Bede’s A Film For Every Year Of My Life – Part 2

If you remember last month here on the site, my friend/podcast co-host/head honcho of this site SuperMarcey decided that in the lead-up to her 30th birthday that she was going to do a three-part article series called A Film For Every Year Of My Life. In this series, she picked one film from every year over the pass 30 years that had some major impact on her life. Marcey even suggested to me that I should do my own one as well since was also going to be 30 soon (at the end of November since you were asking). So here it is!

Just like the ones on Marcey’s list, the 30 films that I’ve chosen for mine are films that had an impact on my life. Whether I saw these films when I was a kid or full-grown adult, they made a major impression on me. Not just as turning me into a big film fanatic, but also the way they shaped me as a person as well. These films either made me laugh, cry, inspired, angry, scared, entertained, thrilled, excited and even open my eyes to things I’ve never known before. But interestingly enough, every single one of these films were my number one picks of their respective years. So without further ado, here they are!

(You can check out part 1 of my list here)

In this 2nd part, I’ll be covering years 1994 to 2003:




When people ask me what is my all time favourite film, I tell them the answer to it before they even have the chance finish the question: PULP FICTION. When I saw the film for the first time at the age of 13-14 (which around the time I was coming into my own as a major film buff), it immediately changed my life forever. Not only was it an absolutely amazing and brilliantly made film in single every way that you can possibly imagine, it became a very important one to me as well. It was the film that made me aspire to one day become a filmmaker too. While my journey to becoming a film has been a long one (whether I’ll actually make it, I’m not sure) but the fact that this film inspired that dream, I’ll be forever grateful for it. There’s a lot I could say about PULP FICTION (I could easily dedicate an entire article to it), but the fact that it’s my all favourite film pretty says it all.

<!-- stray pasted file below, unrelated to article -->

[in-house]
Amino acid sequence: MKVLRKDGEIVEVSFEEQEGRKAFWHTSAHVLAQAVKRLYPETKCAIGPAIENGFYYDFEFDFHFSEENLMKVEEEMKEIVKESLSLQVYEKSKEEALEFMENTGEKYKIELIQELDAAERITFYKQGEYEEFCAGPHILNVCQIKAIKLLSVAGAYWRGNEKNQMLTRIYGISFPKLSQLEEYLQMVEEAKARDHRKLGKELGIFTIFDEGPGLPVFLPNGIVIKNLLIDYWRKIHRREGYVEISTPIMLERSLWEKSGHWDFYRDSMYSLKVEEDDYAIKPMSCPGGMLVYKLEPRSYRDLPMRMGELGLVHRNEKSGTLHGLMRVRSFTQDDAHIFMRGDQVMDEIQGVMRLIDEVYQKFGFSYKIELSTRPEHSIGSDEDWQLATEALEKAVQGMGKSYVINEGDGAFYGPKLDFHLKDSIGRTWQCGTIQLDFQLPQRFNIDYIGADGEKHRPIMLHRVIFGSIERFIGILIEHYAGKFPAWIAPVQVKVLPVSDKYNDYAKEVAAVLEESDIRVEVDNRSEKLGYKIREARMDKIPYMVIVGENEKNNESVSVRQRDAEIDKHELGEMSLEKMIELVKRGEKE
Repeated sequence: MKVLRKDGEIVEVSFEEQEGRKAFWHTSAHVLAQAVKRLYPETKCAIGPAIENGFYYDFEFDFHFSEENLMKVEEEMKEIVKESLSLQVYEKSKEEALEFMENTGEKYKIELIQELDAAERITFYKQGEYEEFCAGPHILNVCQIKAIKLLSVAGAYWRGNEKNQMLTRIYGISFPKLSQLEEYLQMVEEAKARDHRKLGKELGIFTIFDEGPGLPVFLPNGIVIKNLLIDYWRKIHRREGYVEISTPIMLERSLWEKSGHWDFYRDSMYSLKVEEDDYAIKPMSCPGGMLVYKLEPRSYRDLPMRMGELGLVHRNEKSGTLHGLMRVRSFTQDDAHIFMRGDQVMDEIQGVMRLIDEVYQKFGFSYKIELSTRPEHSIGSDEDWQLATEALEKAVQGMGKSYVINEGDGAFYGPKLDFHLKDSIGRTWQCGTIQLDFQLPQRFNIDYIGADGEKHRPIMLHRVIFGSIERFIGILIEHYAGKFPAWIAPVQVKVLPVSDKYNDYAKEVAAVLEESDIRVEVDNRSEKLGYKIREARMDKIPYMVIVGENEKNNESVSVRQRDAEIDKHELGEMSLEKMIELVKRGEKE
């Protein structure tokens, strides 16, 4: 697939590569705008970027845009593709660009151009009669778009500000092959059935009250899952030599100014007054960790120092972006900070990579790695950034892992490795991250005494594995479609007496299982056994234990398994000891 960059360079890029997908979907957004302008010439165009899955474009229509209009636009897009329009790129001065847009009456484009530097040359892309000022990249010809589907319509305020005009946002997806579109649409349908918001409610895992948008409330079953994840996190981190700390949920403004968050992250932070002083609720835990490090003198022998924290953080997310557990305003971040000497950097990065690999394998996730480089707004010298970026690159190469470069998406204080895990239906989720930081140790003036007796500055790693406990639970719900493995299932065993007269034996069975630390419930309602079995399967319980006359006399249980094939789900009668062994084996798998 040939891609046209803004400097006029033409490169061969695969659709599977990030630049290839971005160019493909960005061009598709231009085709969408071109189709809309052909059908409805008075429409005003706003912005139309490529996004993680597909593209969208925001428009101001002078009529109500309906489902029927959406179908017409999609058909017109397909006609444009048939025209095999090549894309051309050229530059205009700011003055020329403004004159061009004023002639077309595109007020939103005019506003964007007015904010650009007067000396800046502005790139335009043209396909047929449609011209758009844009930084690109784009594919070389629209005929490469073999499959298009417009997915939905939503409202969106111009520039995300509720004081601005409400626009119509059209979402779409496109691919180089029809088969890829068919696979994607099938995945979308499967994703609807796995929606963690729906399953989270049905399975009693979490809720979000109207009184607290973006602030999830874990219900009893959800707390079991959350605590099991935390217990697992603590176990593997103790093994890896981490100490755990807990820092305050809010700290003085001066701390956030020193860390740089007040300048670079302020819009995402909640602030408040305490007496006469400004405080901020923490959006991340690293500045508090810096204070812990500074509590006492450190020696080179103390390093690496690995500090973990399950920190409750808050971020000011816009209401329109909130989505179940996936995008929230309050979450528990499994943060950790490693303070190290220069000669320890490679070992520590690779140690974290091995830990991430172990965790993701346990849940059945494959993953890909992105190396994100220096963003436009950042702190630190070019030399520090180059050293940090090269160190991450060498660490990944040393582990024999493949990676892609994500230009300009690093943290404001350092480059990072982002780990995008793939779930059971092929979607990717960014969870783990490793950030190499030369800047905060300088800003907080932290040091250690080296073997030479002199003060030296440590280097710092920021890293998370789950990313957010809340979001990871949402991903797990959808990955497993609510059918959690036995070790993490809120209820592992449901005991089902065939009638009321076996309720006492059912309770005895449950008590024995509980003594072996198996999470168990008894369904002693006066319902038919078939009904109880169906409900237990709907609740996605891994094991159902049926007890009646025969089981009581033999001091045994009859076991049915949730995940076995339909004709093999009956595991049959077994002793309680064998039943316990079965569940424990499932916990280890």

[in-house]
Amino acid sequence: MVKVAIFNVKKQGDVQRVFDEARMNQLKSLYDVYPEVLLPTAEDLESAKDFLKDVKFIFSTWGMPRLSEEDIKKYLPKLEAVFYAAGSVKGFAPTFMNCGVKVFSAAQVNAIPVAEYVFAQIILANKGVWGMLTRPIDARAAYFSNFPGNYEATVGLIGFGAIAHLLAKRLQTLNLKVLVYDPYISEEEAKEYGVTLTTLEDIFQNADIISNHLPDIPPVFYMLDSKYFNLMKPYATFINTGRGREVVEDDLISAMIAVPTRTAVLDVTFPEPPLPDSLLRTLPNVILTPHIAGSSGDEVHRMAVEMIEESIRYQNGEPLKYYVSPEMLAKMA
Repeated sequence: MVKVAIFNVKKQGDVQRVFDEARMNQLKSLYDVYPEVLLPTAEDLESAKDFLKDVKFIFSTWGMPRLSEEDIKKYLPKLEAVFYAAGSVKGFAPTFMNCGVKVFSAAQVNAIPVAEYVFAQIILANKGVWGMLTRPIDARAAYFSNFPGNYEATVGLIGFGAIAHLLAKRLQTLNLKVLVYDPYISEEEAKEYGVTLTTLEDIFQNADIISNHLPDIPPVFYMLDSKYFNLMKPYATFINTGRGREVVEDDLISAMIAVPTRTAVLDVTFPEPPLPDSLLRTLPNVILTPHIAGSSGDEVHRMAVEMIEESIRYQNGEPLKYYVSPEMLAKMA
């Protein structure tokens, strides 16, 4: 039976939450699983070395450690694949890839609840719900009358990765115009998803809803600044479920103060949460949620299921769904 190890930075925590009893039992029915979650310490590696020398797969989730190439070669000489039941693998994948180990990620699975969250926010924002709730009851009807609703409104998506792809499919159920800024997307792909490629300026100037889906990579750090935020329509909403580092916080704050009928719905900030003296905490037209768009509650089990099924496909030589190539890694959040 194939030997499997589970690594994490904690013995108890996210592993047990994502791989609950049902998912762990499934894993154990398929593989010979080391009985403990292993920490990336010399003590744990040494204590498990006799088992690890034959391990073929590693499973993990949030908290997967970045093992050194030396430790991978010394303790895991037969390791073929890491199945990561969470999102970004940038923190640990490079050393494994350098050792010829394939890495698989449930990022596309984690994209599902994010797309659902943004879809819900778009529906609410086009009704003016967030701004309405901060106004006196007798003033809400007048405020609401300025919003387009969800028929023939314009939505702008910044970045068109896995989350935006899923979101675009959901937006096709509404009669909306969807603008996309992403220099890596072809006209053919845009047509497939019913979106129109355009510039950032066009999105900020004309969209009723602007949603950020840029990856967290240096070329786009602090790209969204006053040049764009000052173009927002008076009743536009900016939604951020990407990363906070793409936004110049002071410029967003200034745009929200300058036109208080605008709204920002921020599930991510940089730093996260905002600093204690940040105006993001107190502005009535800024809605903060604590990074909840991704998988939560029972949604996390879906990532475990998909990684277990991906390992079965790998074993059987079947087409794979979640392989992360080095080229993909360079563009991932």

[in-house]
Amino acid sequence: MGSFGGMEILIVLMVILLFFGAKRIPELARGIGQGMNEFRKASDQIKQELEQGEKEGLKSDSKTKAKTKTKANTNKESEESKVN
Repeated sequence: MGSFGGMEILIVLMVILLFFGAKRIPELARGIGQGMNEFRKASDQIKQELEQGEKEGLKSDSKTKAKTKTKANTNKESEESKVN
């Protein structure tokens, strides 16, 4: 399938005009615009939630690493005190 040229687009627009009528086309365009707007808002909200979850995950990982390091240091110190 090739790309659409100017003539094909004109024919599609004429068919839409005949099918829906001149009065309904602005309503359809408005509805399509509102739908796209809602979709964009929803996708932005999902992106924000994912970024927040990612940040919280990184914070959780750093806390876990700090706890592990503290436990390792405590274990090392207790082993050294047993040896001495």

1995: SEVEN


When I think who is one of the best directors working today, one of the first names that pop into my head is David Fincher. He has made a lot of great films, but definitely one of his masterpieces is SEVEN. It’s an incredibly made and absolutely dark serial killer thriller that packs such a disturbing punch, that it stays with you long after you’ve watched it. Even nearly 20 years after its released, it’s still haunting to this very day. The fact that it was a highly profiled film from a major Hollywood studio, is even more astonishing.



I’ve seen a lot of fantastic documentaries through out my life, but without a shred of doubt in my mind PARADISE LOST: THE CHILD MURDERS AT ROBIN HOOD HILLS is the greatest one I have ever seen. It’s absolutely extraordinary and chilling film about the trial of the “West Memphis 3”, a group of three teenaged boys who were arrested and accused of the murders of three young boys in their small town. The film takes an even-handed look at both sides during their trial but we soon discover that despite no real hard evidence to prove that they did it, they were basically accused of the crime because they were ‘different’. It truly riveting doco that keeps glued to it from beginning to end (plus their story was continued in the sequels REVELATIONS and PURGATORY, which tools at their time in prison and their eventually freedom). If you haven’t seen it yet, make sure you do. It’s powerful stuff.



I know, I know. I’m probably going to get a lot of crap for this one, but I don’t care. I love TITANIC. Also just like PULP FICTION, this film also marked a major turning point in my life. Between the ages of 12-13, films were slowly becoming a passion of mine. But it wasn’t until I saw TITANIC, that I officially became a major film buff. I know it’s strange, but it was the film that made me fall in love with films. Plus it wasn’t everyday that you aware how much a film can be a world phenomenon, seeing that at first hand as a 13-year-old was astonishing to me at the time (I loved the film so much that actually made me want to learn more of the history of the Titanic. I got my hands on everything from books, articles and documentaries on the ship). For all those reasons alone, this film will always have a special place in my heart.



While I have seen many great WW2 set war films by the time SAVING PRIVATE RYAN was released, but none of them affected my in the way that this film did. It really blew me away the first time I watched it (I’m pretty sure it did for a lot of other people as well). Director Steven Spielberg set out to make a war film that realistically depicted what it was like for soldiers fighting everyday during WW2. The end result being one of the powerful and unforgettable films about war ever made (the over 30 minute long opening scene of the Normandy Beach battle is one of greatest sequences ever put on film). The fact that this film didn’t win the Oscar for Best Picture is still a travesty to this day.